With growing public anger over the flood of oil gushing into the Gulf of Mexico, the administration
is looking to clarify the government's role, Politico's Mike Allen reports
. In the past few days, the
matter of who's responsible for the cleanup has grown more urgent--mostly because the cleanup isn't going very well. Efforts
to stop the leak are slow, and are looking more and more like wishful
- Not Government's Fault "Receiving blame for
something that's not your fault--or that you can't fix--isn't fair,"
but it's pretty common, comments MSNBC's First Read
team. They "wouldn't be surprised if the president once again visits
the Gulf region. He's got to demonstrate that he's doing something or
that he's as publicly frustrated as everyone else is."
- The Government Low-Balled, Not BP Over at The Washington Post, Kate Sheppard
points out that while BP "has been getting a plenty of flak in the past
week" for "low-balling the amount of oil gushing into the Gulf ... the
now-disputed 5,000-barrel-per-day figure came from the federal
government, not BP." BP had first estimated 1,000 barrels, the National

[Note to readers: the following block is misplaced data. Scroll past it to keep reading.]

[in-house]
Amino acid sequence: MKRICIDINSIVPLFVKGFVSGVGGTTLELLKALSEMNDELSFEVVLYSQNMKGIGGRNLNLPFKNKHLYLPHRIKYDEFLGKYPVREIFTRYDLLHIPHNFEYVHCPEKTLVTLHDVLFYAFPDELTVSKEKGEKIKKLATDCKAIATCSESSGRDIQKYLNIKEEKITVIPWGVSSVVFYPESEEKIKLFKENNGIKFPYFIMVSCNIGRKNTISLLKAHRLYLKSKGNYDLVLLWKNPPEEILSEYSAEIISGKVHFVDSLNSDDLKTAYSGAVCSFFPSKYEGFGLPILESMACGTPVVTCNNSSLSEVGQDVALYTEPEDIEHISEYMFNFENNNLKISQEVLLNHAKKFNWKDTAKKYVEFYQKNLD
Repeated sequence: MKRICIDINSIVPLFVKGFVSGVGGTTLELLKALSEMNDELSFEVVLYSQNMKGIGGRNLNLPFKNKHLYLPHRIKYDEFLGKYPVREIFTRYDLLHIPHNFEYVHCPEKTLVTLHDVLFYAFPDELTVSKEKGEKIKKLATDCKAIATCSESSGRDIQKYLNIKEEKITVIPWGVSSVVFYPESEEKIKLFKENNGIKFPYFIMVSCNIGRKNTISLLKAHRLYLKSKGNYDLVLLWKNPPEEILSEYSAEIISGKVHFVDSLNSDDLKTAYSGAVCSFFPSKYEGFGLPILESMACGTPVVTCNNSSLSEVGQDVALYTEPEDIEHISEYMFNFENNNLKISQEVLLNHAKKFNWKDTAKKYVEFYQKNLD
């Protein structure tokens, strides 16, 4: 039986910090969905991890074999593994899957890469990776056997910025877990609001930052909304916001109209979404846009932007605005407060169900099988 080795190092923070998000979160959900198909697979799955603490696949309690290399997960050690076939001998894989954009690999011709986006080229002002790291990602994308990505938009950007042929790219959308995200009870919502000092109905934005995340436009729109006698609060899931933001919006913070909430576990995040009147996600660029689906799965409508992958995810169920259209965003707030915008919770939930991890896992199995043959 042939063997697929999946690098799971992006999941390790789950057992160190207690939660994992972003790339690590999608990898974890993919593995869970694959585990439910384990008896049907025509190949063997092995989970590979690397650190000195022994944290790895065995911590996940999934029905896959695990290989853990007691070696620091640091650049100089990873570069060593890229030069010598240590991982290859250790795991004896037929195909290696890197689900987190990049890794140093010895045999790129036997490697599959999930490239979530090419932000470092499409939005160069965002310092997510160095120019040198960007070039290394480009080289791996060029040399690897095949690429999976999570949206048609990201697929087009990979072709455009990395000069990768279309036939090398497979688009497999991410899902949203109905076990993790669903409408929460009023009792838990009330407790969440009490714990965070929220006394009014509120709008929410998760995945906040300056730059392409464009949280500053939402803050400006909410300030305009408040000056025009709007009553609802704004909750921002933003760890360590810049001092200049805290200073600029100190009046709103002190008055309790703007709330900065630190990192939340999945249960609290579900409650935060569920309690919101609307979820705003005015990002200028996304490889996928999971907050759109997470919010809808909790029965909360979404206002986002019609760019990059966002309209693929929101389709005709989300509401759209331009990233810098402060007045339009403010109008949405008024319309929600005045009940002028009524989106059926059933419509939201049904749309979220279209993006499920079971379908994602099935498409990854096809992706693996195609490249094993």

Oceanic Atmospheric Administration revised to 5,000, and BP later
"affirmed" the higher estimate.
- Government Hands Tied, Legally Jeff McMahon at True/Slant slams progressives who have been criticizing the administration's response:
Oil Pollution Act, signed into law by President George H.W. Bush in
1990, restricts government involvement in oil spills to a supervisory
role. The law was designed to avoid the situation that followed the
1989 Exxon Valdez spill, in which the government was left to clean up a
private company's mess and then had to sue the company to recover
costs. The same act restricts the liability of oil companies to $75
million, although they remain fully responsible for completing the
clean up. That's why BP is required to clean up its own mess.
It Matter? Neither Can Do Anything "The US government has readily
admitted that it does not have the skill of equipment to stop the oil
rising from the wreck of the Deepwater Horizon rig," points out 24/7
Wall St.'s Douglas McIntyre.
"And, it is beginning to question whether BP plc ... has any solutions
at all." He concludes that "as hard has it may be to admit, the leak
may be beyond the ability of technology to cure, and only the eventual
exhaustion of the pressure from under the ocean's floor will stop the
spill from expanding."
- So 'Find Someone Who Can,' demands a frustrated Peter Scheer at TruthDig. "It isn't enough to simply blame BP for not getting the job done. Go out and find someone who can. Lead. Give orders."
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